represent the Dean’s List. We’ll call it Dean’s List and we’ll make use of
this AppSheet expression. An expression is a lot
like a Google Sheet formula or Excel formula, and we’ll simply say her GPA
is greater than 3.499999, and that person would
be on the Dean’s List. So we’ll save that, now let’s
head over to our UX section. In our UX section, you
can see that we have our Student Directory tab
that we’re in right now. And we’re in a deck view, we can change that to a
table view if we wanted, or a detail view. But I actually prefer for this particular data set a gallery view. We can see that we have all
of our 10 outstanding students visually represented here. We could also change the
icon if we wanted to, let’s turn this into a person. We can also change to our other view. So here, we have our
Student Directory One view, and let’s turn this into a form. Now what this does is
it allows us to enter in a new student on the go. We can also see above that
we have our Dean’s List view which isn’t reflected
yet, but we can go ahead and add a gallery view
for Dean’s List as well. Our Dean’s List only has six students because only six of them made a 3.5 count. But let’s change our
original one to New Student. Now our form is reflected
properly and if you scroll down we see that we have a Dean’s list. The Dean’s list right now
is in the Menu View section so we can see it here, but if we wanted we can change that to be in our main tab. So now we have three views reflected here, and let’s go ahead and make that a star. Let’s add an icon for
our Dean’s list as well. So here you can see we’ve
created three simple views. If we wanted to, we could
create up to five views in our bottom row, and a
number of additional views in our menu section as well. We could also customize
some of the branding, in the brand section. We can create our own formatting rules to make the text bigger or smaller, or add different conditional
formatting elements for how the names are displayed. And we also have our Behavior tab. Behavior allows us to add various actions, and workflow reports that affects how we use the app on a regular basis. For instance, we could
create a party action. So here, what we’re doing is we’re going to set a column for tardies, and we’re going to set it to a new value every time we use this action. And we’re gonna set the task Tardies+1. So essentially what that’s saying is that anytime let’s say that Cristiano
Ronaldo is tardy for class, right now he’s at six tardies. But we could mark him as tardy, and he would be up to seven tardies. We can also create workflows, for instance we could have a workflow for unexcused absences. We’ll call that unexcused absences. And we’ll say that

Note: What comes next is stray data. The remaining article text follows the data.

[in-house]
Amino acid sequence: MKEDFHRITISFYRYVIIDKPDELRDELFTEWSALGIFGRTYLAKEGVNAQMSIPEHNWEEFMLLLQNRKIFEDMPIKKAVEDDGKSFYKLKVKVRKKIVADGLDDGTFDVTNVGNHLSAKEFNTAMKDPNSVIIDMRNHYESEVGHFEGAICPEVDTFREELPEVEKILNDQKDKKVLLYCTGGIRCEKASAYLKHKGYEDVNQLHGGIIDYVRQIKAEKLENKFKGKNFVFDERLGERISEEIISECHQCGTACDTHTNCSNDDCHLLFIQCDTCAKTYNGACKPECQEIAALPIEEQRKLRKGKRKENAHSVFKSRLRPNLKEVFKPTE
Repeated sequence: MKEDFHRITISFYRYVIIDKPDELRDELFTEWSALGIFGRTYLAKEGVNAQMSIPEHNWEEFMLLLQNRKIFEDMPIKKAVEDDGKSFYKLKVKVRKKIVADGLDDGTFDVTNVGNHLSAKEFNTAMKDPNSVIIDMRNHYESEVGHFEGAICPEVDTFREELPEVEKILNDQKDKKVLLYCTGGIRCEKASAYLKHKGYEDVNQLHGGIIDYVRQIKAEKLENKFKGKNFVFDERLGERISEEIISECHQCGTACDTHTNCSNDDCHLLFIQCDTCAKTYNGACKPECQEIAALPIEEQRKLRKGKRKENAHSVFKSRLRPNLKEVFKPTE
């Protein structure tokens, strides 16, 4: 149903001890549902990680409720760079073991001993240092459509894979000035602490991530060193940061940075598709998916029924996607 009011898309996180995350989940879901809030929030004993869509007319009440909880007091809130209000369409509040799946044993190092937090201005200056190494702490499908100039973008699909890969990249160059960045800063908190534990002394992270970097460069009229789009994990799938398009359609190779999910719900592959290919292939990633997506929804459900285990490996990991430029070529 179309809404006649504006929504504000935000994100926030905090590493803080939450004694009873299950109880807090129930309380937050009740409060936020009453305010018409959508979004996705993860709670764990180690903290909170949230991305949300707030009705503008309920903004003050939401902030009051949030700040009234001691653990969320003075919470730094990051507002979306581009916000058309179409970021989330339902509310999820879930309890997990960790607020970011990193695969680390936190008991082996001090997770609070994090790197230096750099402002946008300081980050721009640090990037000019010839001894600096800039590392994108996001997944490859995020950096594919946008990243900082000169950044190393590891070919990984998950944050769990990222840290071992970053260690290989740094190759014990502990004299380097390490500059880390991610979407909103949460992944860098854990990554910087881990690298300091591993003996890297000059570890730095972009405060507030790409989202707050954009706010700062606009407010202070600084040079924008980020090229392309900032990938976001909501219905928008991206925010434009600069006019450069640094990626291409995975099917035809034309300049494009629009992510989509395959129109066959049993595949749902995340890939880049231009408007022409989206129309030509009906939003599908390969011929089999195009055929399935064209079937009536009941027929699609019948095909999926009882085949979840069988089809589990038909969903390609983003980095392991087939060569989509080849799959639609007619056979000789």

whenever a change happens and unexcused absences
is greater than five. Let’s go ahead and
e-mail the Parent E-mail. And here we could either
type in an e-mail, or we could use our expression and remember we have our columns and one of our columns is Parent E-mail. So we’ll just even insert
Parent E-mail here, and we are good to go. Finally we have reports. If we wanted to, we could add a report that would send the Dean’s List, or our tardies, or unexcused absences, or any other key information
we want at whatever interval makes sense to these
specified stakeholders. Once we finish setting
up our UX in behavior, we can jump over to security. In this case, we would want
to require user sign-in because we have confidential data. We have phone numbers and e-mails, and we don’t want that getting out. So we can select our
domain authentication, right now we’re using Google. For the vast majority of the
apps that you’ll be creating, you would likely want to
require a user sign-in as well. And once we finish with security, we can briefly explore Intelligence. Intelligence allows us
to make use of features like Smart Assistant,
which is a voice assistant that enables you to find what
you’re looking for in the app, just by your voice. So once we’re done finalizing our app, we can head over to Not Deployed. In this, we’ll go ahead and automatically run a deployment check. And we can see that our app passes. And so we’re going to go ahead and move our app to a deployed state. Once our app is deployed, we’ll go ahead and check our e-mail. And we can see that
we’ve received our app, Superstar High School Directory is ready. If we’re on the phone, we
can go ahead and install this as an app on our phone, but for now we’re just going
to view it in our browser. And you can see that we have
our fully functional app with our Dean’s List, Slice,
our Student Directory, and our form to create new students right here in our browser ready to go. If we jump back over to the editor, you can see that here we
have our Share App sections. We can share our app
with our entire domain or specific users. And there you have it. That is how you build an app
on the AppSheet platform. So whether you’re a teacher, school staff, district administrator, or you
work at the university level, know that there is a
path for success for you. You can get started for free, just by following the link in this video, or head over to,
and hit Start For Free. Or head over to the Sample App section, and go over to Education, and you can start thinking through ideas on what might make sense for
you and your institution. If you have any thoughts or questions, we’d love to hear from you in
the YouTube comments section, or jump over to, and with that thank you
so much for watching.